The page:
Speaker 1: (31:28)
Oh my gosh. Well it’s like all throughout. I, I love that. Cause I feel like we got so much mindset goal there. Like all throughout the journey, there was the pushing the comfort zone and pushing, pushing your, your mental limit from investing in the suits. Right. 3000 bucks of the suit to the Tony Robbins to like investing in creating a course and, and just continuing to kind of raise the threshold of, um, of how you view yourself. Yeah. Which to me is 80 to 90% of the game in sales success. Right. Is like, how do you view yourself? What’s your self image, cuz you’re never gonna outperform that. That’s right. So I love all of that. I think there’s so many places we could go from here. but I wanna, one of the things I know I wanna do because you’re like, you’re brilliant at all things sales process, like just from going into your content and by the way, like we’ll link this in the show notes, but check out Marcus’s YouTube, check out.
Speaker 1: (32:24)
We’ll link his website, his LinkedIn there’s so much that I’ve learned too. Just like going through your content. We’re like, oh I did that so well. So, so you’ve got so much great content out there on the sales process. We’re not going to have time to get into all of it now, but for me, a couple things stood out to me that I think our audience would love. One is, can you talk about, um, you speak to like video prospecting and video outreach. Can you give us some tips for that? Cuz to me I’m all about how do we do things differently? How do we stand out? I think video is, is just one of the best tools we have today in sales. What are some of your tips for, for video outreach
Speaker 2: (33:01)
That you teach? Cool. So you wanna talk about a peer outreach or content? Cause there’s two different strategies there.
Speaker 1: (33:06)
Ooh, I don’t know which one you, you pick, you tell us which one you think is more impactful.
Speaker 2: (33:11)
So, uh, so I’ll talk about outreach because um, you know, doing content is a long game, right? Yeah. So you don’t, you don’t, you don’t typically see the immediate like ROI, right? Yeah. It just takes a little bit of effort to get into. So, so the couple things, so, um, what’s important to understand is, you know, video. So in today’s world, everyone gets emails, cold, direct, direct messages, cold calls, etcetera nonstop. Um, where do the attention goes? Money flows. So if we’re able to capture more attention in, you know, using like video you’ll really stand out and in today’s world because there’s so many sales tools out there, a lot of people will just try to automate everything. And I believe automation has its place. For sure. Like we use automation too, but if you can add in personalization on top of that and just use both in the right way, it can really help you stand out in a really effective way.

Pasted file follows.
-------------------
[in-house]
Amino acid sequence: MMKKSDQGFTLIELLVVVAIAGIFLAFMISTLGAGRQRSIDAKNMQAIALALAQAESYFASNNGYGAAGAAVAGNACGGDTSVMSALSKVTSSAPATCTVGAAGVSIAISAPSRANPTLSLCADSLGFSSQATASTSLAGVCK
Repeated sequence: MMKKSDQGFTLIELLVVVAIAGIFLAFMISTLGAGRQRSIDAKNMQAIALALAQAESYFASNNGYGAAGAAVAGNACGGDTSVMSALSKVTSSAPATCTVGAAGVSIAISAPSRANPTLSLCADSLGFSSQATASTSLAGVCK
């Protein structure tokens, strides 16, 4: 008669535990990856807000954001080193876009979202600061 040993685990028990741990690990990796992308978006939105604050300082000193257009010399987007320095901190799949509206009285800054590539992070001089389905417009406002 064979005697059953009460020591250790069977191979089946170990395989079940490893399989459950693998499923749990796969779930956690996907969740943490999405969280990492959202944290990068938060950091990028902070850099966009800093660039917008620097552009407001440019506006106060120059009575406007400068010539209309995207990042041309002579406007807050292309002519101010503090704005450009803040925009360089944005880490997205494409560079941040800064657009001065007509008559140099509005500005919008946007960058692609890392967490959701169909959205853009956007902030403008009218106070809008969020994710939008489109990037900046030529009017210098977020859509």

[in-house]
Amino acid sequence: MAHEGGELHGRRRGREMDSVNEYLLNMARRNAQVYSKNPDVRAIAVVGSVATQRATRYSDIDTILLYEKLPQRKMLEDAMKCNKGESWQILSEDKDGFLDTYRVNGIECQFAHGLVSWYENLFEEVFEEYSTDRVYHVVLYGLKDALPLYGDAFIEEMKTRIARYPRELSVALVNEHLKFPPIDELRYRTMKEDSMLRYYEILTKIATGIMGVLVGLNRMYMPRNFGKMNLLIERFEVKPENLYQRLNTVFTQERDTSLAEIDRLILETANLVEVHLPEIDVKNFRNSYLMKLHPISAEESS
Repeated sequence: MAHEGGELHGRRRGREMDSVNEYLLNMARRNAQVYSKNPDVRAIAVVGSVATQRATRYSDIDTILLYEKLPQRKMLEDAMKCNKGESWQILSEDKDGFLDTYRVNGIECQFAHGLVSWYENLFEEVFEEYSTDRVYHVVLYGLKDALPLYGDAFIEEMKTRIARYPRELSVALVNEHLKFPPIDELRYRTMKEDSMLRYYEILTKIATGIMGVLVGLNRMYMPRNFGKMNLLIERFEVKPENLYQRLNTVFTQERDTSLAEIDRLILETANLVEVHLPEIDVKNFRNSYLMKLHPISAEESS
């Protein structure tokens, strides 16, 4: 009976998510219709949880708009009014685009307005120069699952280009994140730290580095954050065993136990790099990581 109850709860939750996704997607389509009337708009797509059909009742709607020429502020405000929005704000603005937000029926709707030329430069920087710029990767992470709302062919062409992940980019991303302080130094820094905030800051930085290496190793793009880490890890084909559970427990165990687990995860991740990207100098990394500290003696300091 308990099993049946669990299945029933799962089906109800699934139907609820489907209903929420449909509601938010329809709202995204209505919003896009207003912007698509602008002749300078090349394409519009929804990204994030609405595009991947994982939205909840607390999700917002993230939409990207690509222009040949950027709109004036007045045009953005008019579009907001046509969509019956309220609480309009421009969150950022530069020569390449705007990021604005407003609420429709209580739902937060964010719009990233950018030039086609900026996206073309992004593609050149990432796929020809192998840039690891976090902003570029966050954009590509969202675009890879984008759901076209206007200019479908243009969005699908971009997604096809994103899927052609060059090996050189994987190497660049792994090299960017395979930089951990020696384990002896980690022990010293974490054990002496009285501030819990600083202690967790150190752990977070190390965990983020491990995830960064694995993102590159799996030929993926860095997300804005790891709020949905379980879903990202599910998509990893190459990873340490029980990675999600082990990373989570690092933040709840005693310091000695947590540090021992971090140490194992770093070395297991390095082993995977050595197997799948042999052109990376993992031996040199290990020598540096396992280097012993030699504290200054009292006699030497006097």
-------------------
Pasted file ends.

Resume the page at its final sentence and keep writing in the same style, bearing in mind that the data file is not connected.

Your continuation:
Speaker 2: (34:01)
So, uh, let’s use, let’s just do a very tactical example. So let’s just say, um, LinkedIn, LinkedIn’s a really great tool to use. So if you understand, um, LinkedIn you’re first off before even do any type of video, if you wanna increase your conversions, you have to really think about your ICP, ideal customer profile and what they’re thinking about. So if you were to just, um, just connect with someone that you don’t know, you believes gonna be a good prospect and you send ’em a video message. It may or may not convert, right? There’s many thing that can go to which we’ll cover in a second. So if you wanna increase conversion, I’m going super hyper tactical and go step by step. So first thing you wanna do is you wanna optimize your LinkedIn profile because the cool part while I buy LinkedIn is if you send someone a message, the first thing I’m gonna do is check out your profile.
Speaker 2: (34:48)